Session 1: Clinical and Epidemiology Workgroup: Themes and Recommendations
9:45 a.m. Overview of Themes
Caroline Tanner, University of California, San Francisco
10:00 a.m. THEME 1: Opportunities to Identify Environmental Factors Affecting Prodromal PD
  • Presenter:
  • Honglei Chen, NIEHS
  • Discussants:
  • Honglei Chen, NIEHS
  • Brad Racette, Washington University
  • Xuemei Huang, Penn State University
  • Freya Kamel, NIEHS
10:25 a.m. Break
10:40 a.m. THEME 2: Opportunities to Identify Environmental Factors Influencing Disease Progression After Diagnosis
  • Presenter:
  • Brad Racette, Washington University
  • Discussants:
  • Brad Racette, Washington University
  • Xuemei Huang, Penn State University
  • Alberto Ascherio, Harvard University
  • Freya Kamel, NIEHS
11:05 a.m. THEME 3: Opportunities to Identify Biomarkers (Exposure, Diagnosis, Progression)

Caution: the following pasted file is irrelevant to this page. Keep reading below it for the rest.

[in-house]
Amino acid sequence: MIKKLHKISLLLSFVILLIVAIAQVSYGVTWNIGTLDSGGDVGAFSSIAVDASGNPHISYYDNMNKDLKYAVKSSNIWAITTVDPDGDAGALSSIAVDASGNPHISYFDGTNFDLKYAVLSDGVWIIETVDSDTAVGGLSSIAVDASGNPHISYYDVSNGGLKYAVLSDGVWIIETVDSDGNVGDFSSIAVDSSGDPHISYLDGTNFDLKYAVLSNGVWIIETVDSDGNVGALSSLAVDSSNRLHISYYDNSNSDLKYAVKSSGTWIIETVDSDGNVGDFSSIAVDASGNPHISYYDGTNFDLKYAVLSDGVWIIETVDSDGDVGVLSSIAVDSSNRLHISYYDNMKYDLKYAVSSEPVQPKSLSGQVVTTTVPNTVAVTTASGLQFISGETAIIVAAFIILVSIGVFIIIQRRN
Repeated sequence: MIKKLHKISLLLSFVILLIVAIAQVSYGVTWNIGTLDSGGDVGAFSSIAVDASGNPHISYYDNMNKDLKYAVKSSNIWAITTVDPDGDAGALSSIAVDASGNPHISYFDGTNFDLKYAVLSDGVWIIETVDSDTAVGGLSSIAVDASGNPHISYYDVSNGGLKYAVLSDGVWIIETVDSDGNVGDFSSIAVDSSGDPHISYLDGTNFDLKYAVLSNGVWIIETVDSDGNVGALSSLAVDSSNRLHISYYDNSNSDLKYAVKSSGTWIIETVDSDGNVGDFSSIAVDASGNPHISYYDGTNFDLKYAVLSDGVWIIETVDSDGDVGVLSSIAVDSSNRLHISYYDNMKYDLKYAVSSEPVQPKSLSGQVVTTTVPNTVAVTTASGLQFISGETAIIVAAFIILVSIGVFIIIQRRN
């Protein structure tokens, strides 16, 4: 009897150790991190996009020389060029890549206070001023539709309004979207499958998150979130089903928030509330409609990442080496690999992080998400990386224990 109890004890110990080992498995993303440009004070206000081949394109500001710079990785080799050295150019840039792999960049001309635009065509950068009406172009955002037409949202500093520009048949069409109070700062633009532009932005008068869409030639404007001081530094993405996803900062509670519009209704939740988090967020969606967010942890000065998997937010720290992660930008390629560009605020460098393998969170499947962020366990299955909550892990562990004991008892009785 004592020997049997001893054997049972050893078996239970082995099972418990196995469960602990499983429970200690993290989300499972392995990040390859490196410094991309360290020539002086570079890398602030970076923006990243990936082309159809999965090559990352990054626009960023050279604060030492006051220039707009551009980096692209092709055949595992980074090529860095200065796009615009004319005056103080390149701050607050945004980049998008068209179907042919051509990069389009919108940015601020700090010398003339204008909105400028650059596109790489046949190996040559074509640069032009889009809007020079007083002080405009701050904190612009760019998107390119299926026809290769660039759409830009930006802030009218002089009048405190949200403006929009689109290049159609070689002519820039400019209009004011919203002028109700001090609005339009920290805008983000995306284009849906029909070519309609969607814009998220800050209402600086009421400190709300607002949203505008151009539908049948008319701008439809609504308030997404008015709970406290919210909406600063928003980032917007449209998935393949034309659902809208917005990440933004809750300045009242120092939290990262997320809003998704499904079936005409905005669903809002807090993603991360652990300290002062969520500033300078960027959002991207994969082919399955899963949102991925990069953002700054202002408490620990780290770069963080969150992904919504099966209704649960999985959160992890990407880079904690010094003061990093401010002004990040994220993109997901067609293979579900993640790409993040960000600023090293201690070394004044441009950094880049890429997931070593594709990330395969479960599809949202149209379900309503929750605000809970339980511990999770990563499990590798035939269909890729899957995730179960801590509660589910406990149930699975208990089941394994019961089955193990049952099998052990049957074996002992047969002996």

• Presenter:
  • Jeffery Vance, University of Miami
  • Discussants:
  • Jeffery Vance, University of Miami
  • George Mellick, Griffith University
  • Freya Kamel, NIEHS
  • Alberto Ascherio, Harvard University
11:30 a.m. THEME 4: Opportunities to Identify Risk Factors
  • Presenter:
  • George Mellick, Griffith University
  • Discussants:
  • George Mellick, Griffith University
  • Jeffery Vance, University of Miami
  • Alberto Ascherio, Harvard University
  • Honglei Chen, NIEHS
11:55 a.m. Summary and Recommendations
Marc Weisskopf, Harvard University
12:05 p.m. Open Discussion of Priority and Content
Caroline Tanner, University of California, San Francisco
Marc Weisskopf, Harvard University
12:30 p.m. Lunch, NIEHS Cafeteria
1:30 p.m. Public Comment
Session 2: Basic and Mechanistic Workgroup: Themes and Recommendations
2:00 p.m. Overview of Themes
Importance of systematic and unbiased analysis of environmental chemicals
Gary Miller, Emory University
2:20 p.m. THEME 1: Impact of environmental chemicals on known genetic abnormalities in Parkinson's disease (alpha-synuclein, LRRK2, DJ-1, PINK1). Appropriate in vitro and in vivo models.